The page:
An increasing number of employers are considering whether to provide their employees life assurance benefits outside of registered pension arrangements. Before switching to an excepted group life policy (“EGLP”), HR directors should be aware that there are a number of legal and practical issues to take into consideration.

1) The reduction in the LTA

If an individual builds up pension savings worth more than the lifetime allowance (“LTA”), any lump sum payable will be subject to a 55 percent LTA tax charge on the excess. The LTA (reduced to £1.25 million with effect from 6 April 2014) covers an individual’s entire private pension savings in the UK including savings from previous employers’ registered pension schemes and any personal pension arrangements. Notably, it will also include life assurance benefits which may be payable from a registered scheme if a member dies in service.

2) EGLPs – a possible solution

Excepted group life policies are currently offered by a wide range of insurance providers as a possible solution to the LTA issue in respect of death in service benefits. Whereas lump sum death benefits provided through a registered arrangement (such as a registered group life policy) will count towards the calculation of the LTA, benefits provided to beneficiaries through an unregistered excepted arrangement (such as an EGLP) will be disregarded for LTA purposes. Furthermore, given that benefits in an EGLP are paid through a discretionary trust, the benefits can still be paid to beneficiaries free of inheritance tax.

3) Key issues to consider before switching to an ELGP

3.1) Will the statutory conditions be satisfied?

There are number of strict statutory conditions which must be satisfied in relation to an EGLP. For example (i) the terms of the policy must specify an age over which no lump sum benefits will be paid on the death of the insured individual. This specified age must not exceed age 75 but it is not necessary for the specified age to be the same for all the insured persons (ii) benefits must be calculated in the same way (e.g. benefits based on a specified multiple of an insured employee’s salary) (iii) the policy must not have or be capable of having a surrender value and (iv) tax avoidance must not be the main purpose, or a main purpose, for any of the holders of the policy or any of the persons beneficially entitled under the policy. Employers will need to seek tax and legal advice in relation to these points and consider whether an EGLP is appropriate for them in the circumstances.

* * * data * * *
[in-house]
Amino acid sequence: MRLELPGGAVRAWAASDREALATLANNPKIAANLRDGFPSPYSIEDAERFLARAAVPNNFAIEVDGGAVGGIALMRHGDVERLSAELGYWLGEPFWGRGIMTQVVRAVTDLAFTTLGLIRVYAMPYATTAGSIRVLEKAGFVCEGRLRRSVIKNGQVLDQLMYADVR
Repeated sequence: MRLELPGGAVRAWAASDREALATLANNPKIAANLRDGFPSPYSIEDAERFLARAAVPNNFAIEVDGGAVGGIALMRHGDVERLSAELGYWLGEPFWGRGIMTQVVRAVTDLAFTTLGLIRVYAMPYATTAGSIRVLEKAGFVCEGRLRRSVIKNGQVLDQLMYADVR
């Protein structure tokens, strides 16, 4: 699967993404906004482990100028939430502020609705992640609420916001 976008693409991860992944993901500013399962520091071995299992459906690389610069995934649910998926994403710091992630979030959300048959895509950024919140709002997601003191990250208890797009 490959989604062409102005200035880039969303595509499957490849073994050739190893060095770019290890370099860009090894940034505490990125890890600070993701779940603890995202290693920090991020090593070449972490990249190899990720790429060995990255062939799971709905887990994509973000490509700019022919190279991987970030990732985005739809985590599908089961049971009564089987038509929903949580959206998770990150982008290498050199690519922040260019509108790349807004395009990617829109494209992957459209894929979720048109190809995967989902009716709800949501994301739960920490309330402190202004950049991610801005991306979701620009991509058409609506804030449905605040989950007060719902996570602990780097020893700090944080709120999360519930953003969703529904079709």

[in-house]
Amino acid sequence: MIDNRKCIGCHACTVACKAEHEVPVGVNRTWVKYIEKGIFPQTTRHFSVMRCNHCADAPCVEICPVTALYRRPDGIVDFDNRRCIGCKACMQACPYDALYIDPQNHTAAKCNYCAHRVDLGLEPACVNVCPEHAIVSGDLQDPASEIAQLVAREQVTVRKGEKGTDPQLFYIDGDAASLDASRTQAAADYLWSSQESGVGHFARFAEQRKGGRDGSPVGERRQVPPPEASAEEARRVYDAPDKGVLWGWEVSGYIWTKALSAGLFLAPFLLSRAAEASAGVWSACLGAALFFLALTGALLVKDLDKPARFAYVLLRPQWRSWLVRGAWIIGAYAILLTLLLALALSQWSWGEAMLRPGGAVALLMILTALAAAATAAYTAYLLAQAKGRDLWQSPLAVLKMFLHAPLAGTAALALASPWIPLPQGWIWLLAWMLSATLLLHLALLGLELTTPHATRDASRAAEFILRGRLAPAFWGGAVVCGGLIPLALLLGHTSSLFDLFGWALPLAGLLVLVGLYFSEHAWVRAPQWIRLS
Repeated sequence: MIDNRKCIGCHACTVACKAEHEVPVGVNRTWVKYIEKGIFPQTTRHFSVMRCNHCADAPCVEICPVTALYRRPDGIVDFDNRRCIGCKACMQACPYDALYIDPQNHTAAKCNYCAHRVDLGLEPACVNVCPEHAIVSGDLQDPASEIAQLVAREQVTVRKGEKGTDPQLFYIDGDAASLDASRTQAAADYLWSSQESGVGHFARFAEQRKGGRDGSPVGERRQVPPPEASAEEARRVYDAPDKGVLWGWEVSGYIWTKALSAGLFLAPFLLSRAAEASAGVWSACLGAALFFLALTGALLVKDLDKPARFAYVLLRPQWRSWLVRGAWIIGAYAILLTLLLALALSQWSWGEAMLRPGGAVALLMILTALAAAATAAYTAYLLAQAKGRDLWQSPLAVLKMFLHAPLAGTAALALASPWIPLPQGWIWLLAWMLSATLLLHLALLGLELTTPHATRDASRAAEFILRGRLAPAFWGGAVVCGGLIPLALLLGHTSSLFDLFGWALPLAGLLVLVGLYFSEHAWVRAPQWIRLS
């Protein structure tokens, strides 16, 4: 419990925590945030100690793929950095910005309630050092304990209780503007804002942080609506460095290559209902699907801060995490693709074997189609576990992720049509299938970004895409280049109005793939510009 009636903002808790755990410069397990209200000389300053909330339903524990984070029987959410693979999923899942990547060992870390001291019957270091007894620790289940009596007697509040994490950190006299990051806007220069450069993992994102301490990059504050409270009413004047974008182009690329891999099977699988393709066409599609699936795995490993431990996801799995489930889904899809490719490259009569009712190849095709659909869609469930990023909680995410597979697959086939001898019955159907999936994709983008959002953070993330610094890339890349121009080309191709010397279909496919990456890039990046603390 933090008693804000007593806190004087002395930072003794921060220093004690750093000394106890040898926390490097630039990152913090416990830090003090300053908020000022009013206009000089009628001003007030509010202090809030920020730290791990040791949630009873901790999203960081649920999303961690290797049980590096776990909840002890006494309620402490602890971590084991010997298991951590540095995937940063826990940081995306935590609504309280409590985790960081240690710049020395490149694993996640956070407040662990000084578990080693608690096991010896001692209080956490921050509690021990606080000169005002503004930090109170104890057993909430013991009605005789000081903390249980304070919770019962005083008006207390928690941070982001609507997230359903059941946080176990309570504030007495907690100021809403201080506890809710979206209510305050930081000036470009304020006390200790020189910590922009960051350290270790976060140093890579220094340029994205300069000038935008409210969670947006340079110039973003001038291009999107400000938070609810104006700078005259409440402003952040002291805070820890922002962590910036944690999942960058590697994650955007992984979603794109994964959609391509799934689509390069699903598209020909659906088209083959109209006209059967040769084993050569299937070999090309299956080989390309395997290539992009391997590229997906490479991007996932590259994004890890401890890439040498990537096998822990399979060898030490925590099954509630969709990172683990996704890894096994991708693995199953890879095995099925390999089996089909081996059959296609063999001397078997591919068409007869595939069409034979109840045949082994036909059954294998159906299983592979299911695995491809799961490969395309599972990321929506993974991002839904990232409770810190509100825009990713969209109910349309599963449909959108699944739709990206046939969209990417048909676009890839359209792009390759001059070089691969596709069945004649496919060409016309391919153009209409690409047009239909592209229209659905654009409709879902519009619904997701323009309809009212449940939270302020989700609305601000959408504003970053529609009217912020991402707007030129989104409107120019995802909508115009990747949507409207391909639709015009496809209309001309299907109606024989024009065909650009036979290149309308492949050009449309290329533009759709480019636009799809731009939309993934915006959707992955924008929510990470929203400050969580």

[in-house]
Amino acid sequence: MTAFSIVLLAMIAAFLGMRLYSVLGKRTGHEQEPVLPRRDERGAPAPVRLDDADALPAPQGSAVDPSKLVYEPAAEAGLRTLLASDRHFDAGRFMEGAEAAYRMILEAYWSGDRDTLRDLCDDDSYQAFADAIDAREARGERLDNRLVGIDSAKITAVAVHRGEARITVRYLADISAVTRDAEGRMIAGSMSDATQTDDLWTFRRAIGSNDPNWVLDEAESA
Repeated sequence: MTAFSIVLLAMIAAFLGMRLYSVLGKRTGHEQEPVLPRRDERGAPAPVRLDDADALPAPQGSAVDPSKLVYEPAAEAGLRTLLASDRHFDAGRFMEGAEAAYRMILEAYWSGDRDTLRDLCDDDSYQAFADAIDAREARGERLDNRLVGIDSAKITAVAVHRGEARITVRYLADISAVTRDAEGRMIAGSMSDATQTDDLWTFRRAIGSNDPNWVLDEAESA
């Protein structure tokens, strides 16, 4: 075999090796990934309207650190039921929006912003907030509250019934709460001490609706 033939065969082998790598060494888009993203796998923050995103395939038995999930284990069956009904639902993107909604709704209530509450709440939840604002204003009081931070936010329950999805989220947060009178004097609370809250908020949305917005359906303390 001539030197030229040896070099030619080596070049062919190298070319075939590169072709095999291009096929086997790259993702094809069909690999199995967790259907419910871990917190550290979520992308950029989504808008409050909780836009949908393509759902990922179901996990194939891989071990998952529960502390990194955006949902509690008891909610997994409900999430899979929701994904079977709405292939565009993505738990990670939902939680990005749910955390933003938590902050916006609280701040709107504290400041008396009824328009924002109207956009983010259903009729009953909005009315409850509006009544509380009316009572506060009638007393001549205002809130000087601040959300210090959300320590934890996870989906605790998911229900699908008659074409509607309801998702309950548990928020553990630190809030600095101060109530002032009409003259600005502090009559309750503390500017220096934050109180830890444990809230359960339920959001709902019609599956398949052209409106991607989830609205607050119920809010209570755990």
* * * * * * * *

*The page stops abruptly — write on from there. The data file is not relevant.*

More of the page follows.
3.2) What (if any) exit and periodic charges will apply in relation to an EGLP?

Under normal IHT charging rules, a periodic charge is payable on the 10th anniversary of the creation of an EGLP and is levied on the value of the relevant property in the umbrella trust at that time – in other words, a tax would apply if a death occurred before the 10 year anniversary and the proceeds had yet to be distributed. A periodic charge could also arise where the policy covers the life of an employee who was terminally ill at the ten year anniversary date. Employers should also seek professional advice on the likelihood of an exit charge applying.

3.3) Will amendments to the trust documentation be required?

Insurers usually provide precedent EGLP documentation but this may need to be tailored to meet different employers’ needs.  In parallel, it may be necessary to amend existing registered scheme documentation to avoid duplication of benefits.

3.4) Will insurance premiums paid for by the employer qualify for tax relief in the same way as they would for a registered arrangement?

It is not entirely clear from legislation whether the payment of premiums by an employer for the provision of an EGLP is tax deductible. In principle, premiums could qualify as an allowable deduction but different advisers (and possibly different tax offices) take different views on this and employers should consider obtaining advice in relation to this point.

3.5) Will employees need to be consulted?

If employees are moving to an EGLP from an occupational pension scheme (as opposed to from a standalone death benefit arrangement), it will be necessary to formally consult (as well as to communicate) with affected employees. Employers will also need to check that contractual promises and other communications with employees relating to life cover are consistent with the terms of any new underlying policy (both in terms of the level of cover and other terms and conditions such as eligibility criteria).

Conclusion

In his 2015 Budget, the Chancellor announced that with effect from 6 April 2016, the LTA will be reduced from £1.25 million to £1 million. As more employees are caught by the LTA threshold, we expect that the use of EGLPs will continue to be a popular choice. Employers considering the use of EGLPs should always be mindful of the statutory conditions as well as the additional administrative and advisory costs which could apply.